By 1991, however, Cottle had to concede that people didn't want to see animals, or at least, local councils didn't want people to see animals. "It breaks my heart," he confides, thinking of his beloved horses and the exotic animals he had to sell. "They won't even allow me a performing duck! But you've got to face it - people don't want the old kind of circus any more," he says.

This year, in a spirit of "If you can't beat 'em, join 'em," he has invited Archaos's Pierrot and Bidon to direct a new show - Haze's Circus of Horrors.

The success of acts like Jim Rose's Circus Sideshow and the Tokyo Shock Boys proves that the great British public's squeamishness does not apply to cruelty to humans. Admitted, freak shows have gone out of fashion since the 19th century, when Fineas Taylor Barnum's American Museum exhibited 25-inch tall Tom Thumb, Anna Swan, the 7ft 11in giantess from Nova Scotia and the original "Siamese" twins, Chang and Eng. But you don't get groups of protestors picketing acts like Jim Rose hammering 6in nails up his nose, though some misguided grungies did picket the Cottle Sisters at Glastonbury this year.

In fact, this theatrical cruelty is what sells tickets. Pierrot Bidon has put his inimitable stamp on a show whose theme is blood and gore - the Tanzanian Voodoo King makes his troupe limbo dance under burning poles and running chain-saws, the Human Impaler puts pins and small daggers through the flesh of his lips and mouth and asks members of the audience to remove them and the guy with the wooden leg who works on box office has been roped in to have his leg ritually sawn off by a chainsaw-wielding spook. The kiddies love it.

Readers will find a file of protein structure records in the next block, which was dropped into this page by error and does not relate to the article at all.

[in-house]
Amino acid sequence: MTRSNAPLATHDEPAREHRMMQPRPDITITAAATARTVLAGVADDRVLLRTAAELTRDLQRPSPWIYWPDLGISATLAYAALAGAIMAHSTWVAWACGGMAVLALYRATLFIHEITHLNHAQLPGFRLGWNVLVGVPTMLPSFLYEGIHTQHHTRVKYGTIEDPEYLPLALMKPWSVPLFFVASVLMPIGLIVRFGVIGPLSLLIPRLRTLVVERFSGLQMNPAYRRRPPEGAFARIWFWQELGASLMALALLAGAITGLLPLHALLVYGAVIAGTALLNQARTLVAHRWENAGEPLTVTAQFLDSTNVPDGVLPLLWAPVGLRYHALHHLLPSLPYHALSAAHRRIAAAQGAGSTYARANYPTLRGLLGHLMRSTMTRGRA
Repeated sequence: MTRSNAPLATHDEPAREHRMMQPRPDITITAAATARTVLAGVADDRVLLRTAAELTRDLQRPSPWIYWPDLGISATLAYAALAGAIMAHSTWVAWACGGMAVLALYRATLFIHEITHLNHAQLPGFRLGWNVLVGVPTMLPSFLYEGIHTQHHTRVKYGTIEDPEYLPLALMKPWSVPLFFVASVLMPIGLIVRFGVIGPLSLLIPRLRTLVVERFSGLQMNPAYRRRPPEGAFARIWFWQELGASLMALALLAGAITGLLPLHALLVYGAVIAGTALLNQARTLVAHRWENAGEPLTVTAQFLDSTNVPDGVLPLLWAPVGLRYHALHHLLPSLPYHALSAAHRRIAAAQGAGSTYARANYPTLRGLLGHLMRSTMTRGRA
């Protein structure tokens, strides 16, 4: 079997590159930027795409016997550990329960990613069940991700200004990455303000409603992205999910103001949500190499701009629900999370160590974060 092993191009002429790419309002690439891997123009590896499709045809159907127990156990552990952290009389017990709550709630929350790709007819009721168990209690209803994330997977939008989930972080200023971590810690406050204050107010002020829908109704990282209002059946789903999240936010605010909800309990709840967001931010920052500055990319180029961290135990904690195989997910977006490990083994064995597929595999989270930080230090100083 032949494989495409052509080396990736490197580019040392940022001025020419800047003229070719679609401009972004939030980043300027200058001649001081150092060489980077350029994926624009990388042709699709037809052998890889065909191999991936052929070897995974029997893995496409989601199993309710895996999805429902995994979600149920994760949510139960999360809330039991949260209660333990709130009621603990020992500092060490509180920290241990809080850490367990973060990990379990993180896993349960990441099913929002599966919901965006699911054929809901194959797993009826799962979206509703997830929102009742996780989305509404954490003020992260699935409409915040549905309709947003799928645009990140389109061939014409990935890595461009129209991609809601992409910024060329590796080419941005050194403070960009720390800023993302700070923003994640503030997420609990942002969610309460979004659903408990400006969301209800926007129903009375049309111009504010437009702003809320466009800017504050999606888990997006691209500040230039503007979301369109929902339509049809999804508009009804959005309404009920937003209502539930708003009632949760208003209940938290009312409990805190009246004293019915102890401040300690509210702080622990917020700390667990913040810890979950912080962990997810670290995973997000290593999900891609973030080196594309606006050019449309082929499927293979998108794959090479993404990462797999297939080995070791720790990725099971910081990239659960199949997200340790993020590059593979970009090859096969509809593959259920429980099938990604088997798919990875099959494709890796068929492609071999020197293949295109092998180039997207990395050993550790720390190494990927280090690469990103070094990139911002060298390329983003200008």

"The future of circus is in the past," says Bidon. "In the last century, traditional circus would have a theme, like Cleopatra or the Wild West. We are doing the same thing but with a theme of horror. We have vampires and Dracula and Frankenstein, and we refer to B movies, but at the heart, we use the Cottle family tricks."

Bidon the iconoclast has enjoyed an affectionate 10-year banter with Cottle the traditionalist and their collaboration encapsulates the present climate of co-operation and exchange between the camps.Bidon's own work with Archaos is taking a dramatically different direction, described by the publicist Mark Borkowski as "a rock 'n' roll homage to Peter Stein," a vast scale, hi-tech, multi-media parable about the destructive impact of satellite TV and the global technologies on our lives.